The red cover with a dragon on. The monster manual. These were all classic books that we loved and read very often. I used to painstakingly copy pictures from them. D and D is still my first role-playing game of choice, I play it with my kids because it’s the only one I know and, yet, even after all this time, I still don’t really understand the combat rules.

Think of all things that D and D gave the world. Magic missile, the mystical D20, beholders, rakshashas (pinched from Hindu mythology, says Wikipedia), that cartoon from the eighties, search the room for traps.

2. Middle Earth role-play


MERP was great because of the upgraded combat system and not just because it explored Tolkien’s world. With the percentile dice anyone could kill anything and there was a really funny critical hit table at the back of the book. It’s here I first learned abouyt Uruk-Hai.

3. Star Wars Role-play


I’m a mid-level Star Wars fan but I liked this game because we all understood the combat system which used loads of six sided dice. The lazer combat was fair and, in our game, we had our own space ship. I played a ‘quixotic Jedi’ – someone who thinks they’re a Jedi but they aren’t and this was enormous fun. It seemed the rules encouraged characters to be flawed in some sense and this added to the game. We got to role-play and not power-game.

4. Dragon Warriors


This was a paperback book. The rules were dead simple and I understood them quickly. Without lots of tables and charts to follow we were able to get on with the business of role-play and fighting and creating our own world.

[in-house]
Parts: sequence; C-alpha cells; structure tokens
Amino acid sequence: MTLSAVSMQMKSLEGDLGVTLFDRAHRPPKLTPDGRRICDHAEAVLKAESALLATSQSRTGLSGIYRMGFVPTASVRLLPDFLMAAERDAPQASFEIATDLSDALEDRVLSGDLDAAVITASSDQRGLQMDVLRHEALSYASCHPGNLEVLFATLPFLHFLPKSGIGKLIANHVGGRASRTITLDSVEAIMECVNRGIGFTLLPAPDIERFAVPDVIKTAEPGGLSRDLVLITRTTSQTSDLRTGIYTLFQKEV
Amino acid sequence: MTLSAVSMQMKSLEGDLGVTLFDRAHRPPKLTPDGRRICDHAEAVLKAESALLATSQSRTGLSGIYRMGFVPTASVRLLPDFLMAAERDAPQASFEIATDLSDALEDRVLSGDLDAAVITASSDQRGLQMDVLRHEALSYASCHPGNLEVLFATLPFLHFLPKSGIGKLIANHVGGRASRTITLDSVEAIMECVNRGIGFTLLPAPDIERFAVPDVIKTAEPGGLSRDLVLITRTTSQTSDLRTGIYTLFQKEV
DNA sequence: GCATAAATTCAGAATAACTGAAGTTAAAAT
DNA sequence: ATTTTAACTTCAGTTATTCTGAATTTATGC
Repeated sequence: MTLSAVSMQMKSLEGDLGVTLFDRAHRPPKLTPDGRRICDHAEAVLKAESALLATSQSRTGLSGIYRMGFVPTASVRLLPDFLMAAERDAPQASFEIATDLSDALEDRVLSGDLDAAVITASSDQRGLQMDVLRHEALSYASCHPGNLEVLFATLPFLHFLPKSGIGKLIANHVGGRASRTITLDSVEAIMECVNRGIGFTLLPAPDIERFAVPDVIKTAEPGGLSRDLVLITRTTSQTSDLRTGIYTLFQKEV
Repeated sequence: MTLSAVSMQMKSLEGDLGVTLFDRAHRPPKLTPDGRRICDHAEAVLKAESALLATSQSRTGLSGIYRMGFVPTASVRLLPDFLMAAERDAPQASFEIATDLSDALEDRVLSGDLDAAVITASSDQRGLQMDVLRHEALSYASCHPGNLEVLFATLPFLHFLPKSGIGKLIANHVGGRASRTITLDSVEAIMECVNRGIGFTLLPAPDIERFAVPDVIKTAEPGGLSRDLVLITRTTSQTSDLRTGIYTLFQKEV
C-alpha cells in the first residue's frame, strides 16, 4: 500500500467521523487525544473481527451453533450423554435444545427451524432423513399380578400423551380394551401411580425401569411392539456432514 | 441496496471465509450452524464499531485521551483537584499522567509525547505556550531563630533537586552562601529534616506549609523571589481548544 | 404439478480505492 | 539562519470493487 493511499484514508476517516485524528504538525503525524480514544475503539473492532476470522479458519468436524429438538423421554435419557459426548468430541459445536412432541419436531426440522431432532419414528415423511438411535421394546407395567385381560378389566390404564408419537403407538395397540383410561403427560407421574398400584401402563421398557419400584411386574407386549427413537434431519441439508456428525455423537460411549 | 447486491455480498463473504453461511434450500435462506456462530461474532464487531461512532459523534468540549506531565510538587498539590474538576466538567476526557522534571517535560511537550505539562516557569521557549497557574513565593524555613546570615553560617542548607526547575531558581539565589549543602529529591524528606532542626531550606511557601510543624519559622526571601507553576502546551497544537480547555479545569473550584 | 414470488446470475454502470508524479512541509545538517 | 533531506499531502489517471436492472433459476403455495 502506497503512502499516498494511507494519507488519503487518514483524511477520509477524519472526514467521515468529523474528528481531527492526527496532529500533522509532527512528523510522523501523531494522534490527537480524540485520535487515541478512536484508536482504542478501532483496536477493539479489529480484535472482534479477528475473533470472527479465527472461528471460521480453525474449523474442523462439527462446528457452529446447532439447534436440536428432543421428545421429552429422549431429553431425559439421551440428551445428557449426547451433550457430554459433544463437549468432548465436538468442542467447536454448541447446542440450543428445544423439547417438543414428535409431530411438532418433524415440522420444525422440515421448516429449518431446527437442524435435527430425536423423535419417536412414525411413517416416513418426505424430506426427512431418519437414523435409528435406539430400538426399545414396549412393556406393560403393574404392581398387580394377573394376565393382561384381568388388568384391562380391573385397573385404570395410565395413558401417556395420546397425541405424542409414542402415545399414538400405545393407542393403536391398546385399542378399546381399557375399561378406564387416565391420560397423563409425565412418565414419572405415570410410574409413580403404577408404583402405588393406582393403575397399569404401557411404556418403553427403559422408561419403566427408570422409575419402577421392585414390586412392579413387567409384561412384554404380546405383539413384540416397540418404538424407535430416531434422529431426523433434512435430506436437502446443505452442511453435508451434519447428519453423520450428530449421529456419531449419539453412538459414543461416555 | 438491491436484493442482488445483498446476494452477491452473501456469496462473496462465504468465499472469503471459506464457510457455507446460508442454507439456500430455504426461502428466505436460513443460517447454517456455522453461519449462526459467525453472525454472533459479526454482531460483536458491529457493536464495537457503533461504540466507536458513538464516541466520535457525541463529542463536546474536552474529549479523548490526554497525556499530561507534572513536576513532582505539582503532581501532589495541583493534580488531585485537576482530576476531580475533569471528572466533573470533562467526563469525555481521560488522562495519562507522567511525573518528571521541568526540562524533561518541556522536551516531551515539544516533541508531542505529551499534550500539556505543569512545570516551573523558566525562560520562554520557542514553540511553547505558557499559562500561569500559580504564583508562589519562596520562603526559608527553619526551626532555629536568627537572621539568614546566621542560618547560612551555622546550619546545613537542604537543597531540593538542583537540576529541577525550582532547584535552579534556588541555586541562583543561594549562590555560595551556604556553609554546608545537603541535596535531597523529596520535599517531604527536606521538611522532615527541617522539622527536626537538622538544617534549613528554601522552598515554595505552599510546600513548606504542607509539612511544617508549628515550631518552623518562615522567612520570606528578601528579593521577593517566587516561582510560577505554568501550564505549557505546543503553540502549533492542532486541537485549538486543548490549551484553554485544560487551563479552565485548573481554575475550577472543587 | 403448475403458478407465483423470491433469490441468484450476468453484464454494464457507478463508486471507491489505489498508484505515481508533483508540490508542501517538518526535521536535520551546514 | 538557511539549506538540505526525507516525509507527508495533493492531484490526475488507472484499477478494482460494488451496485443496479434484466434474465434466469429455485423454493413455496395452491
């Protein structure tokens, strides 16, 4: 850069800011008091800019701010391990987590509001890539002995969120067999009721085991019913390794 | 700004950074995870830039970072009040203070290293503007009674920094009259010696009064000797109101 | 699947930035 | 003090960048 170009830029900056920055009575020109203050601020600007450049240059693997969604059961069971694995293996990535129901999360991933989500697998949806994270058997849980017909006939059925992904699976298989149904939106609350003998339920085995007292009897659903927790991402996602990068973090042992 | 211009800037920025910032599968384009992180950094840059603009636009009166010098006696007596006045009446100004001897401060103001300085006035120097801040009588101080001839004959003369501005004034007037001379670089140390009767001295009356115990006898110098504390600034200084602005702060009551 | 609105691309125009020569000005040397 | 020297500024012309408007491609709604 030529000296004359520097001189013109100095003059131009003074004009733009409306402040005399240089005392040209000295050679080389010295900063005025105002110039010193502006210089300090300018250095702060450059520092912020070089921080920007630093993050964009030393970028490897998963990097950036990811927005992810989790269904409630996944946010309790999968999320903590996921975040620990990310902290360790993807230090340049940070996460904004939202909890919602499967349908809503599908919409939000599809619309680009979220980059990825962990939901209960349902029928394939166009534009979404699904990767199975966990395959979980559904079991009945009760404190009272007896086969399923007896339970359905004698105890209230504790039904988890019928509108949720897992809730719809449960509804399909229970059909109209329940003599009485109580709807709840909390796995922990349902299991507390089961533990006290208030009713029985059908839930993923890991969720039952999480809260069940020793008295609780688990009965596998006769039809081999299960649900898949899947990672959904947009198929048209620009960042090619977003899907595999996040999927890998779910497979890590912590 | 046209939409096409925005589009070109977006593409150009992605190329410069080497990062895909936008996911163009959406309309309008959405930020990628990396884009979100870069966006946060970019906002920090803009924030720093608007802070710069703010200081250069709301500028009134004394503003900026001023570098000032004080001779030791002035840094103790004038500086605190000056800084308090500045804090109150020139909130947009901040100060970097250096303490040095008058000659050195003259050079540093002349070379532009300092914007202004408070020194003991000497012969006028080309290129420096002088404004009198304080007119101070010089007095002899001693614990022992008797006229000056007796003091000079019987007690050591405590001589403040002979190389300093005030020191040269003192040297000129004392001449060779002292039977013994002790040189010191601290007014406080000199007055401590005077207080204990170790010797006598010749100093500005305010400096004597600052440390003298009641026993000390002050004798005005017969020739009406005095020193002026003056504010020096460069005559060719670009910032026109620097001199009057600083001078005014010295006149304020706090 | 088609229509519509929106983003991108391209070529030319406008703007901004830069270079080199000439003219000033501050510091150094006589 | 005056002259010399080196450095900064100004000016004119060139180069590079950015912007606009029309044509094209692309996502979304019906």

5. Paranoia


I was so young when I first played this game that I learned the word ‘Paranoia’ from it. Set in a dystopian future reminiscent of Huxley’s Brave New World, you played a human who was assigned a colour. The aim of the game was to kill your mates and advance up to the colour bands. Back-stabbing and argument generating, Paranoia was like a microcosm of the current UK political system.

any more?


The three best John Wyndham Novels

For me, John Wyndham is the very best science fiction writer there has ever been. I think he’s even better than Kurt Vonnegut. I know that is very bold statement to make but here’s why.

1.The Midwich Cuckoos


Published in 1957 and set in the fictional village of Midwich, every woman of childbearing age becomes mysteriously pregnant. The children, all born at the same time and with eerie golden eyes, have supernatural abilities and the villagers soon realise they must be destroyed. Filmed as ‘The Village of the Damned’, the Midwich Cuckoos is a powerful and unpleasant tale that mixes just the right amount of sci-fi with human relationships.

2. The Day of the Triffids.